Representative James Coleman says that he will introduce the bill in the House "no later than" today, June 9. According to Coleman, the bill would only create a definition for a social equity marijuana applicant, and would not include any provisions for new diversity programs or initiatives. However, the draft would change new marijuana accelerator licenses intended for entrepreneurs from low-income areas to "social equity" licenses, as well as update the qualifications.
As state lawmakers grapple with state budget cuts, COVID-19 relief packages and police reforms, bills pertaining to marijuana have little chance of passing this year if they carry a fiscal impact, which is why Coleman kept his proposal limited. Although he received the go-ahead to introduce the measure late in the legislative session and also has support from Governor Jared Polis's administration, he's not calling this a win yet. The bill still doesn't have a sponsor in the Colorado Senate, and the clock is ticking on the 2020 session.
"My concern is whether we have enough time. I know this isn't the priority right now. We have to get the school finance bill passed and the overall budget taken care of," Coleman says. "COVID-19 is primarily a health pandemic, but it's also an economic pandemic."
Several marijuana business organizations persuaded Coleman of the need for a firm definition as local governments consider their own marijuana diversity programs. The definition, intended to help those impacted by the War on Drugs to participate in the pot industry, deems that an applicant for future social equity programs must be a Colorado resident who has been arrested for or convicted of a marijuana offense, was subject to civil asset forfeiture related to a marijuana investigation, or has lived in a designated zone of low economic opportunity or high crime; anyone with a family member who has been subject to marijuana-related offenses would also be eligible, as would applicants living under an as-yet-to-be determined level of household income.
Proponents of the definition had planned on attaching it as an amendment to bills concerning state and federal hemp policy and outdoor marijuana growing, but the marijuana growing bill was killed last week, and the hemp policy measure proved too tricky to align with marijuana industry regulations.
"We just want to make sure this is a fair, equitable industry," Coleman explains. "We had another bill we were going to attach this to, but that had a very specific focus, so instead of attaching it there, we drafted a separate bill."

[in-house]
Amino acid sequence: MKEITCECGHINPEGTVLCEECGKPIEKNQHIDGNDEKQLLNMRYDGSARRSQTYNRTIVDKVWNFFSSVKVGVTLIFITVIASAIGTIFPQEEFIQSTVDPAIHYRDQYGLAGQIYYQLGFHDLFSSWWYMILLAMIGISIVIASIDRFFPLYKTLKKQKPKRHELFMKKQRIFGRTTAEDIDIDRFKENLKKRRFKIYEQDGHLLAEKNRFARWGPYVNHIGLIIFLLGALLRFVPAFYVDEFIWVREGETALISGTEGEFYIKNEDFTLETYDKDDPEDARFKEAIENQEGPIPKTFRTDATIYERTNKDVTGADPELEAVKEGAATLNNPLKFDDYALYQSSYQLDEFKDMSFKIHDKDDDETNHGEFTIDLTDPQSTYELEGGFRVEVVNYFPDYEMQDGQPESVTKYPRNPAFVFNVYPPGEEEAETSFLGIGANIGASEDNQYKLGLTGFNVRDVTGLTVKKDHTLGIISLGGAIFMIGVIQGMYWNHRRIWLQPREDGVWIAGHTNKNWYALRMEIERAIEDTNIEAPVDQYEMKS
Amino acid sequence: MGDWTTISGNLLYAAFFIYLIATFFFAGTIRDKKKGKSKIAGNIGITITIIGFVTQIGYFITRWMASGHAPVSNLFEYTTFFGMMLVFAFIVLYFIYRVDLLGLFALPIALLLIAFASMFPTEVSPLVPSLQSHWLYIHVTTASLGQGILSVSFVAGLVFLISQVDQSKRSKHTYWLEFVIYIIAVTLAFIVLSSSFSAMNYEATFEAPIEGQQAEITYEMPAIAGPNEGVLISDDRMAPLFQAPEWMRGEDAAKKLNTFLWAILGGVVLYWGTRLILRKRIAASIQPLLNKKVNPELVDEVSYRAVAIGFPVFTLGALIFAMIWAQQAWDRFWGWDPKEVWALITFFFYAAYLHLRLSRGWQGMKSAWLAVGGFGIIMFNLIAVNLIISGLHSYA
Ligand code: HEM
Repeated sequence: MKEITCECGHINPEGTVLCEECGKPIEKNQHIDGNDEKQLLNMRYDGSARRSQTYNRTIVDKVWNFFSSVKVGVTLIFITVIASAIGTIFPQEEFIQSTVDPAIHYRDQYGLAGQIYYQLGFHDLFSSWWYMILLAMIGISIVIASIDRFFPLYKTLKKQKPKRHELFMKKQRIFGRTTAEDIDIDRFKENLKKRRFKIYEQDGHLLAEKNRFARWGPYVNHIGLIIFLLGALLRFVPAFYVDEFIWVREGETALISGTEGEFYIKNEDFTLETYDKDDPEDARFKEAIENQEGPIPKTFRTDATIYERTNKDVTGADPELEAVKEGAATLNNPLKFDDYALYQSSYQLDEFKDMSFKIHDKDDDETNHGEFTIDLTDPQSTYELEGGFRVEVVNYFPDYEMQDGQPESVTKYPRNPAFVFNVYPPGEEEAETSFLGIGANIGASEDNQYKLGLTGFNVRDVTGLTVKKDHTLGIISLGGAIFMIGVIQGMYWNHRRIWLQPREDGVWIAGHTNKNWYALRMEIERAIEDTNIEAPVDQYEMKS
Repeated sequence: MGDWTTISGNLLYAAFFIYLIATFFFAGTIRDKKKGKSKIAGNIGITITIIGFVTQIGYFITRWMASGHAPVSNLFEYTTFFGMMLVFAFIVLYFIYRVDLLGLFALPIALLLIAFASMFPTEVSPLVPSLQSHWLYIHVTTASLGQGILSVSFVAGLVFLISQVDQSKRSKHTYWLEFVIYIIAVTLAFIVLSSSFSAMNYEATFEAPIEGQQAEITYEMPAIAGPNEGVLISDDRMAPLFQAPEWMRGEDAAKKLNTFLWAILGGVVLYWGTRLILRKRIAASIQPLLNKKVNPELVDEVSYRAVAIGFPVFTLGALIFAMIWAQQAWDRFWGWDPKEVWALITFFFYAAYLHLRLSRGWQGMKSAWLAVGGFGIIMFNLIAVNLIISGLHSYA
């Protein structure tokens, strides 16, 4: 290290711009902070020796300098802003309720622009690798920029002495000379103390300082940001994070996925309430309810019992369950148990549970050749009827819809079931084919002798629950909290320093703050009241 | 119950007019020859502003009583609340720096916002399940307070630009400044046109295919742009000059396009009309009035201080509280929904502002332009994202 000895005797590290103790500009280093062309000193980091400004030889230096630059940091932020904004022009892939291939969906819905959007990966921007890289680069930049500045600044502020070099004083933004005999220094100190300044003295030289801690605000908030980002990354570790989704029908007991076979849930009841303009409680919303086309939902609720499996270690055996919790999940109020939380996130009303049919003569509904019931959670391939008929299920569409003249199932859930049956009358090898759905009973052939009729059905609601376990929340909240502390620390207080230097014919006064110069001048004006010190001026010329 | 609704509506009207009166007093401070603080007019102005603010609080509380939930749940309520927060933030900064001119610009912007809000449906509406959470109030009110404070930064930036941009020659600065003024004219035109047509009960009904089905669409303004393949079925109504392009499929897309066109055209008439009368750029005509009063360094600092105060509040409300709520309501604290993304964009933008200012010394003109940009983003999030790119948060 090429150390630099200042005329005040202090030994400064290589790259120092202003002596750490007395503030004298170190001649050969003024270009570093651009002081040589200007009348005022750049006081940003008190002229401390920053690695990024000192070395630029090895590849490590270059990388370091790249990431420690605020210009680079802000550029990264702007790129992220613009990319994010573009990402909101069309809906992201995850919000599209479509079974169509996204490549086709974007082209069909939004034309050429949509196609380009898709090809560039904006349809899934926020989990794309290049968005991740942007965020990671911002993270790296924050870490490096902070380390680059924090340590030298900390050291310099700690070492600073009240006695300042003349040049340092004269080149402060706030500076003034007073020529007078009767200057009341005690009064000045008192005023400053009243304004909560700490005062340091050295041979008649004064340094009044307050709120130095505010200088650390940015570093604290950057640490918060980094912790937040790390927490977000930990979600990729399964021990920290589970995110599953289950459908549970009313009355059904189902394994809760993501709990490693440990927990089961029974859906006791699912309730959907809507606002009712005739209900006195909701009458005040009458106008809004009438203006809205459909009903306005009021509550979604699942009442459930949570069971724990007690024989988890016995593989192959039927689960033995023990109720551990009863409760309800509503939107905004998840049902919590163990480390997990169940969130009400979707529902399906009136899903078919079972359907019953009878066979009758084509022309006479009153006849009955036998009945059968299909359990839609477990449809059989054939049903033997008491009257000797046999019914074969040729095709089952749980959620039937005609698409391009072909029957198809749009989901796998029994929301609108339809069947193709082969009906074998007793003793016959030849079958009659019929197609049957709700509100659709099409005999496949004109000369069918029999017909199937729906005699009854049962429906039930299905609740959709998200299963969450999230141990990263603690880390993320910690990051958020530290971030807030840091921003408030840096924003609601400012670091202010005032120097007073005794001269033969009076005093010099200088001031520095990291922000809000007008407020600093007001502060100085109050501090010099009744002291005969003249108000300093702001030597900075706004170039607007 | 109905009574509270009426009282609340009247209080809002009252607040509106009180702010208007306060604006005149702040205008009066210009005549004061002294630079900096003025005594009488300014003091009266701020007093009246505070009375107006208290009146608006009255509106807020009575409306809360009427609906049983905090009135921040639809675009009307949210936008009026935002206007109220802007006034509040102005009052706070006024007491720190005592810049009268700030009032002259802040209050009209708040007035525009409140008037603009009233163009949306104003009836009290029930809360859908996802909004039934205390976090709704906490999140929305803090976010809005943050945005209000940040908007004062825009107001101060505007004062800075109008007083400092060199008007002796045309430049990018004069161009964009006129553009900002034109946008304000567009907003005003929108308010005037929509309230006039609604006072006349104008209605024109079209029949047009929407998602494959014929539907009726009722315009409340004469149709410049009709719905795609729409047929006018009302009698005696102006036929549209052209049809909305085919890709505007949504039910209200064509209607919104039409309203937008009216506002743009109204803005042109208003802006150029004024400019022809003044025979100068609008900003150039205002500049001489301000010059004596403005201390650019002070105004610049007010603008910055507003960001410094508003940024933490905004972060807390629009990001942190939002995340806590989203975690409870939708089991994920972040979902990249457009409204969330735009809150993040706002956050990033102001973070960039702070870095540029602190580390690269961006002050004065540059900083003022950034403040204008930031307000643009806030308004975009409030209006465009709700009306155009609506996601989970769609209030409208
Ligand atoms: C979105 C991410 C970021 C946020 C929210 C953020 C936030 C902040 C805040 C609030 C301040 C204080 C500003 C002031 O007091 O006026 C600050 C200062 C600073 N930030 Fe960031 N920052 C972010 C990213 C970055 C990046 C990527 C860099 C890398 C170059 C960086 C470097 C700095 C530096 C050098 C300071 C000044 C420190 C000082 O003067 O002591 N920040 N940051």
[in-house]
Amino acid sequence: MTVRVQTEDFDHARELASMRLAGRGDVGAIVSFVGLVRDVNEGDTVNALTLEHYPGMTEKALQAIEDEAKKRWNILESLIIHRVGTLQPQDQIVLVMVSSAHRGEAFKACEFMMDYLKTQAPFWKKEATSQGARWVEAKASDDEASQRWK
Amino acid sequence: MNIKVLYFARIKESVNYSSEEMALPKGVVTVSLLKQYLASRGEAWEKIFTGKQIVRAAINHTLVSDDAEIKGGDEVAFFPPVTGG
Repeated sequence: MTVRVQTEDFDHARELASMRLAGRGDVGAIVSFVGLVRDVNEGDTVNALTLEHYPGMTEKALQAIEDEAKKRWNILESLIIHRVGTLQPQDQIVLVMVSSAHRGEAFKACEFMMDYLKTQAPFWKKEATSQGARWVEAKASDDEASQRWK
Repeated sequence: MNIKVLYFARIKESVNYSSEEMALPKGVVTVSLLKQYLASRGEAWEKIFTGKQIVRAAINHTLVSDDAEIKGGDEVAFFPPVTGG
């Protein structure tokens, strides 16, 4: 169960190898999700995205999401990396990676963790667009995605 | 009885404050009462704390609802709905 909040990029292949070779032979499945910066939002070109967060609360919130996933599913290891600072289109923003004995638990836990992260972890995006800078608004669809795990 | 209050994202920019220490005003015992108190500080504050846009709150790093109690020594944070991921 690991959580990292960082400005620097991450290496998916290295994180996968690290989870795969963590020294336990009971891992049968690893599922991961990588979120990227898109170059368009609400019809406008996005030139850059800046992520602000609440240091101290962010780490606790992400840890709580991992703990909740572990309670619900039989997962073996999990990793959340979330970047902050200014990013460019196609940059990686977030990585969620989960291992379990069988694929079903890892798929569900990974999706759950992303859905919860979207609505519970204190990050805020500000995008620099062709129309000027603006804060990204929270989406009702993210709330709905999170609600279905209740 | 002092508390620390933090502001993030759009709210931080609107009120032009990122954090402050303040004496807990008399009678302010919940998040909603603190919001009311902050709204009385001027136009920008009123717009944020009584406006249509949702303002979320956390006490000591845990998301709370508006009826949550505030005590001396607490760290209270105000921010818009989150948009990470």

With recent reports from the City of Denver and the state Marijuana Enforcement Division both showing that ownership in Colorado's marijuana industry is overwhelmingly white, minority advocates want an eligibility definition in place as newly legal marijuana delivery and hospitality business licenses become available in towns that allow them. Only a handful of municipalities have broached the topics so far, but other metro communities are expected to start the conversation later this year.
Denver, the biggest market, has already started considering both delivery and hospitality, and city officials say they plan on implementing some form of social equity structure for future marijuana licensing.
While Coleman's bill wouldn't create new social equity initiatives, through the social equity definition it would add a micro-dispensary license and additional opportunities to qualify for the state's marijuana accelerator program, which allows entrepreneurs to use the facilities of an existing pot business in a manner similar to a commissary kitchen; the accelerator license program was originally open only to those from or living in economically challenged areas in Colorado. In addition to updating and renaming the accelerator program, the measure would cut licensing fees for social equity applicants.
Update: This article was updated at 3 p.m. June 9 to include information about proposed changes to the state's marijuana licensing acceleration program.